To make the uke playable for a friend I'd apply the bolt as previously suggested, keep the current bridge if the intonation is OK, and perhaps think about inlaying koa into the sides of the heel ('cause I've got some, and this isn't beyond my abilities).

Thinking about the bolt again, I wonder if it wouldn't be less invasive to get hold of a furniture fastening (metal rod with threaded hole in it, matching bolt), drill down from the base of the heel to fit the rod with the threaded hole, then drill from inside the uke for the bolt. I.e. a standard bolt-on mechanism. But this means drilling through the soundhole at 90 degrees, quite a challenge. On balance I think I'd go through from the outside of the heel and plug the hole - at least I'd be certain that my bolt would work.

Andrew Armstrong
Posts: 30
Joined: Mon Jan 16, 2012 5:42 am

Re: Very Old Ukelele Needs Work

Post by Andrew Armstrong »

Chris, Thanks for all of that information and your repair ideas. ;)

Steve, There is no binding anywhere. I think what looks like binding is just the edge grain of the back. It appears that the end of the heel (heel cap) has been sawn off. I guess if it was an extension of the back the butcher cut it off before doing the neck angel "re-set" cuts. The end of the heel is uneven and damaged.

I'm thinking I will do the surgery into the end of the heel and heel block and then cover everything with a new heel cap that extends just a little into the or over the back in some close matching Tassie Blackwood which is closely related to the Koa.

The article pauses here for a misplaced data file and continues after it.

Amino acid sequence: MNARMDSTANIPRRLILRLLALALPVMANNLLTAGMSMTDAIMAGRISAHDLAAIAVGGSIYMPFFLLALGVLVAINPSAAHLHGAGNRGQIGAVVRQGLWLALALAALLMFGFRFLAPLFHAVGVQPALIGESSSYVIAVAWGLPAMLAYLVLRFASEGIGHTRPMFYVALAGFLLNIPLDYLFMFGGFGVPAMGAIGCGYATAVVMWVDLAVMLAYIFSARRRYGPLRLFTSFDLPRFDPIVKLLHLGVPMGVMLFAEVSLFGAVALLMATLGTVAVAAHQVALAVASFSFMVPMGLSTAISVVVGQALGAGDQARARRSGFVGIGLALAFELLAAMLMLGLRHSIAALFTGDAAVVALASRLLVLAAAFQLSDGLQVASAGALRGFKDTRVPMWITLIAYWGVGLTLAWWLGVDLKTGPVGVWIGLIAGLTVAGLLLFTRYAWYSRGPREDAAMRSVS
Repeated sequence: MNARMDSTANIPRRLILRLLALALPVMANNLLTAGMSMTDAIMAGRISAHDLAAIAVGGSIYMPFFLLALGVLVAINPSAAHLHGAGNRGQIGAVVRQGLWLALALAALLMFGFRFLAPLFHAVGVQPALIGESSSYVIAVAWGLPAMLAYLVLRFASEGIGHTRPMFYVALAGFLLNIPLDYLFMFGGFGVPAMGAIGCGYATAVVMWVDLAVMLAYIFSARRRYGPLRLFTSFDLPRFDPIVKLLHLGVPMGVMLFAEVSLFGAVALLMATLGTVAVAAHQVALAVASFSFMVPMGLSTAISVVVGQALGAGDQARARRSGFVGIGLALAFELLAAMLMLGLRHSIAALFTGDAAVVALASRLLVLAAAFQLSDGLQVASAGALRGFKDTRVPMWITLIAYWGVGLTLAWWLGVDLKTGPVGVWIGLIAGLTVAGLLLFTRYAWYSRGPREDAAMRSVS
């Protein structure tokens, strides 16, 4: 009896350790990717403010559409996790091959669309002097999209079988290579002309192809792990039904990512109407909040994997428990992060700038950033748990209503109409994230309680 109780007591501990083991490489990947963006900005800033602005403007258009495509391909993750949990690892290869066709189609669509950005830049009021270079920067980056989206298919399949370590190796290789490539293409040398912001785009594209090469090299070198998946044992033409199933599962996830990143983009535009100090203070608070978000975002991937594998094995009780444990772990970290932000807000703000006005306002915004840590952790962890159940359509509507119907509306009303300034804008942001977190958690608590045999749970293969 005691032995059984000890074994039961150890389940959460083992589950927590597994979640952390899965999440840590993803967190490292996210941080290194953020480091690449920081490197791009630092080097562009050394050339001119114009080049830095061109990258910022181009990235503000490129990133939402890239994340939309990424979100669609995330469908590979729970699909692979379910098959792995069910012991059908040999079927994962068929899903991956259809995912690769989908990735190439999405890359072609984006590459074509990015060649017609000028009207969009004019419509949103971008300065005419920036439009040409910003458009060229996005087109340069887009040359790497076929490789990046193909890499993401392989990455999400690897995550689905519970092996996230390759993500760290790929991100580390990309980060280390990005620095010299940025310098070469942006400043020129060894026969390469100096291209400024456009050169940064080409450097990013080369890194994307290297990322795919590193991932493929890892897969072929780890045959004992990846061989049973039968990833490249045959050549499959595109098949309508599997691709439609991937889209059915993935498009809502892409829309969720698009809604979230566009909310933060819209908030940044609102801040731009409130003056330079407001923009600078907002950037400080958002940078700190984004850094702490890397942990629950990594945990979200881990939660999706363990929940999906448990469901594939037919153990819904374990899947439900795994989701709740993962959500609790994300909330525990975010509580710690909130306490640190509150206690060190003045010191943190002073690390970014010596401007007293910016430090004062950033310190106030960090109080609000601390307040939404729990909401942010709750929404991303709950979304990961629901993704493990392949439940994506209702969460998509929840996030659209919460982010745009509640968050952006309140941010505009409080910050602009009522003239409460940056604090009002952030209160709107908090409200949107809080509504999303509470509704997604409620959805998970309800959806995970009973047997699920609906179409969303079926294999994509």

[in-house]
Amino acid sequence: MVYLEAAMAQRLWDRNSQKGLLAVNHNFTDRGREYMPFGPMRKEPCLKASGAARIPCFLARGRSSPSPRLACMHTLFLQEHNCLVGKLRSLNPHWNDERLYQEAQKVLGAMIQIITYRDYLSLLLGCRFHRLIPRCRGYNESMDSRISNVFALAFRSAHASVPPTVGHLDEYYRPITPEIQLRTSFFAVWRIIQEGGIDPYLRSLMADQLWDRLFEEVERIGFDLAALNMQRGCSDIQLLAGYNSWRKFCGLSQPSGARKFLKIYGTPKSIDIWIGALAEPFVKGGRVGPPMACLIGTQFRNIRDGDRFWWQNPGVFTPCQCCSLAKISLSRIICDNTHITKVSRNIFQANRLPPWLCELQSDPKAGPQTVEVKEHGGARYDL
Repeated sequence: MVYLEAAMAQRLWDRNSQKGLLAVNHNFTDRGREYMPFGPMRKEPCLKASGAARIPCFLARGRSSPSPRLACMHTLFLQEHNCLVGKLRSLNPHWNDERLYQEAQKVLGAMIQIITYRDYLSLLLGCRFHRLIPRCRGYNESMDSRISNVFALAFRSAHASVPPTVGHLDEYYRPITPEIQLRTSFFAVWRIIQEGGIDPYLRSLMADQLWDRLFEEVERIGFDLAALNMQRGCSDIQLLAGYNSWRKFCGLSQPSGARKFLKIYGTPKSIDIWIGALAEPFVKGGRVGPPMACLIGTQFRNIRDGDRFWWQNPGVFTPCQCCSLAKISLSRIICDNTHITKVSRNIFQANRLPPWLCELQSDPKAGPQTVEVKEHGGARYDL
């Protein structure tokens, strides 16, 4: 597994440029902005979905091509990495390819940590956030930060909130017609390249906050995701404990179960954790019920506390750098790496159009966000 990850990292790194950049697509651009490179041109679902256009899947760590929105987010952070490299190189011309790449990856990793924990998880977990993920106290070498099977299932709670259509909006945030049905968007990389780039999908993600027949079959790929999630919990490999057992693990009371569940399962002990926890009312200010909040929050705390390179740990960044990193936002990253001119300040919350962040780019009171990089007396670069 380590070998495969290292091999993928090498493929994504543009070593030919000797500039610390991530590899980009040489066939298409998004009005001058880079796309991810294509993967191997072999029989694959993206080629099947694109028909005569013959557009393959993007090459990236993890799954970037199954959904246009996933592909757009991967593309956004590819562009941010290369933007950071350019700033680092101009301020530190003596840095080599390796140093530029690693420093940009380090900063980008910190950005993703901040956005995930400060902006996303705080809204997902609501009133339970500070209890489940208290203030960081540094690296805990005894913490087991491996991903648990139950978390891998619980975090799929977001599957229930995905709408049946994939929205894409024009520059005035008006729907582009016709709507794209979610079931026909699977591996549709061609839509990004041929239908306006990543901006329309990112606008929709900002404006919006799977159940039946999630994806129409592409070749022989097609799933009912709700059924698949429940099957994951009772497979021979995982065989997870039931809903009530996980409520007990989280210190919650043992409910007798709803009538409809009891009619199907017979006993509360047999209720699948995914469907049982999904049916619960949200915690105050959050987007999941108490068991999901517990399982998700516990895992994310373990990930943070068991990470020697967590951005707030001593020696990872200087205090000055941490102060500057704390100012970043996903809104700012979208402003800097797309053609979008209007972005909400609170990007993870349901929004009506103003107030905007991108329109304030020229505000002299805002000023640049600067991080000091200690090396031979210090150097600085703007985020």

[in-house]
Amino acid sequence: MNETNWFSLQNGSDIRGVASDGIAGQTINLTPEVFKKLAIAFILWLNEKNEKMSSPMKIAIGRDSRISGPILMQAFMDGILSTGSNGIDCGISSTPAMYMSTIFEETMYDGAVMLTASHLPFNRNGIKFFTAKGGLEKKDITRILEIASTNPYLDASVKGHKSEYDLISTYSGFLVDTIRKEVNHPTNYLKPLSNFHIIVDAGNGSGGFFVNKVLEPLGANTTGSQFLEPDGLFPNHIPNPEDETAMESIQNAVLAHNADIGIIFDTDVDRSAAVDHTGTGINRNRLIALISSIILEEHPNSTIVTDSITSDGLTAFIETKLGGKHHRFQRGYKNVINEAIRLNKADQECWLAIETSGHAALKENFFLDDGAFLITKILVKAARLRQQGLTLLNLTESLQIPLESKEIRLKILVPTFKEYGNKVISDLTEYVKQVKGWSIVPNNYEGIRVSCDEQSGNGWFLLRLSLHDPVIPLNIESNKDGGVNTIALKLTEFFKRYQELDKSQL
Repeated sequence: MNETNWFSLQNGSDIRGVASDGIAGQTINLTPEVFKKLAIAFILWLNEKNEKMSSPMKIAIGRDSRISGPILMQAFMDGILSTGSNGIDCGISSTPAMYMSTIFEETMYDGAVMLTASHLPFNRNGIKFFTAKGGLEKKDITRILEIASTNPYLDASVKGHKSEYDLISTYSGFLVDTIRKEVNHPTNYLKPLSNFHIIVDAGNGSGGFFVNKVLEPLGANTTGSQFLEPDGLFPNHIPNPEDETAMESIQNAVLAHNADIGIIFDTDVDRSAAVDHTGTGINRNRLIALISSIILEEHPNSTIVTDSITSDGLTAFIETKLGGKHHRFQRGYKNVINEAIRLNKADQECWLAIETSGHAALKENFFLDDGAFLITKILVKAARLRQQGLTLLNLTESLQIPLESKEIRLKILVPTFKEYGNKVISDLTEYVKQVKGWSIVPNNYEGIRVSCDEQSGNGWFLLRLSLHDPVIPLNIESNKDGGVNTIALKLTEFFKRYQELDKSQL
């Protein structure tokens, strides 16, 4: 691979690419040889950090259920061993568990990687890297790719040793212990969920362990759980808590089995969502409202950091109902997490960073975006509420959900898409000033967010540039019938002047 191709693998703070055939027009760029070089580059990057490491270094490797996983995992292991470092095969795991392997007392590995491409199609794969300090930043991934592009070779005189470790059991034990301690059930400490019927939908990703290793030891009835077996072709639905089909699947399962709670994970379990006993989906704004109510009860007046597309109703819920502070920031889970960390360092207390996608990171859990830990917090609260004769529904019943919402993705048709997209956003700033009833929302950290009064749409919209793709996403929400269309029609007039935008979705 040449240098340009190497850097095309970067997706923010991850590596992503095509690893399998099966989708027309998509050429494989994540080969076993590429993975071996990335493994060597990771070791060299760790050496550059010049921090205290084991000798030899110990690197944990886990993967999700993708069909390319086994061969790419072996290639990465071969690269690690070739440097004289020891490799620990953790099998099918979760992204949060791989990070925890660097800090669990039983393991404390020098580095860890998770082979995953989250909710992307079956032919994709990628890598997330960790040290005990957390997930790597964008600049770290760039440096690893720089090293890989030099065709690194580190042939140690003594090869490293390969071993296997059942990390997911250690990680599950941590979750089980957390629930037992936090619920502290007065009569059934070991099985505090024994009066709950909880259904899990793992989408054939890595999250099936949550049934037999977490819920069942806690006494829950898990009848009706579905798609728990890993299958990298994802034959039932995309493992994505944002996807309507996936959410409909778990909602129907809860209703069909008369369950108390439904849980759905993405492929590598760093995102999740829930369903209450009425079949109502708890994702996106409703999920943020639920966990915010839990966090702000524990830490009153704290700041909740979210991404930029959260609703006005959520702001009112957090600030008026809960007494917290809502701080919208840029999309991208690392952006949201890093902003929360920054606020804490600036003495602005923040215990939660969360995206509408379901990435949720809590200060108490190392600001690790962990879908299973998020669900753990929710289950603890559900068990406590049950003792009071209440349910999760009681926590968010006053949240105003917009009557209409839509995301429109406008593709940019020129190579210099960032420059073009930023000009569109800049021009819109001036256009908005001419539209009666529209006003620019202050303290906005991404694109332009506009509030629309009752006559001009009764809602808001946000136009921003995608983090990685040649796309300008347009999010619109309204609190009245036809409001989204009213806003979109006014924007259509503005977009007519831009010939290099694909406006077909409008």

I will discuss a few options wit the owner and sees how he wants to proceed and I will keep you all posted on progress.

Regards Andrew

Andrew Armstrong
Posts: 30
Joined: Mon Jan 16, 2012 5:42 am

Re: Very Old Ukelele Needs Work

Post by Andrew Armstrong »

Apologies for the delay in providing an update - got busy with a few other projects. Here are some photos of the finished repair. I trimmed the rough truncated end of the heel and drilled a hole through at an angle. It penetrated through into the body cavity. I then cleaned out the saw cuts as best I could and filled them with epoxy with some saw dust - it is not intended to be a colour match, just to give it some body. I then epoxied in a stainless steel screw with the head "counter-sunk" into the heel. Once it was dry I dressed down the small part of the screw head that was proud and then applied a new heel cap in a contrasting wood with a thin veneer of dark blackwood between the old heel and new cap. This was leveled with the surface of the back and then I applied a final capping piece of Blackwood veneer to cover the edge of the back where it was sawn off- I didn't have any matching Koa. The neck is rock solid. I then stripped the entire uke except the front of the head stock (to preserve what is left of the original logo. The uke had been re-finished in poly at some point in its checkered history. I then french polished it all over. End result is a attractive warm finish and a uke that plays really nicely - the action and intonation are excellent. Additional pics in following post.
Attachments
Saw cut still visible but epoxy-filled and under new finish
Saw cut still visible but epoxy-filled and under new finish
Finished uke with new heel cap
Finished uke with new heel cap
Trimmed heel and hole for screw
Trimmed heel and hole for screw

Andrew Armstrong
Posts: 30
Joined: Mon Jan 16, 2012 5:42 am

Re: Very Old Ukelele Needs Work

Post by Andrew Armstrong »

Additional Photos ...
Attachments
Kumulae5.jpg
Kumulae4.jpg

Chris Reed
Posts: 156
Joined: Thu Feb 02, 2012 6:26 pm

Re: Very Old Ukelele Needs Work

Post by Chris Reed »

That's a very nice save! And delighted to hear that it sounds and plays nicely as well. These things are silly loud for their size, as well as having some sweetness of tone until played hard (when they yell out nicely).

I hope the owner is happy - damn well should be!

Post Reply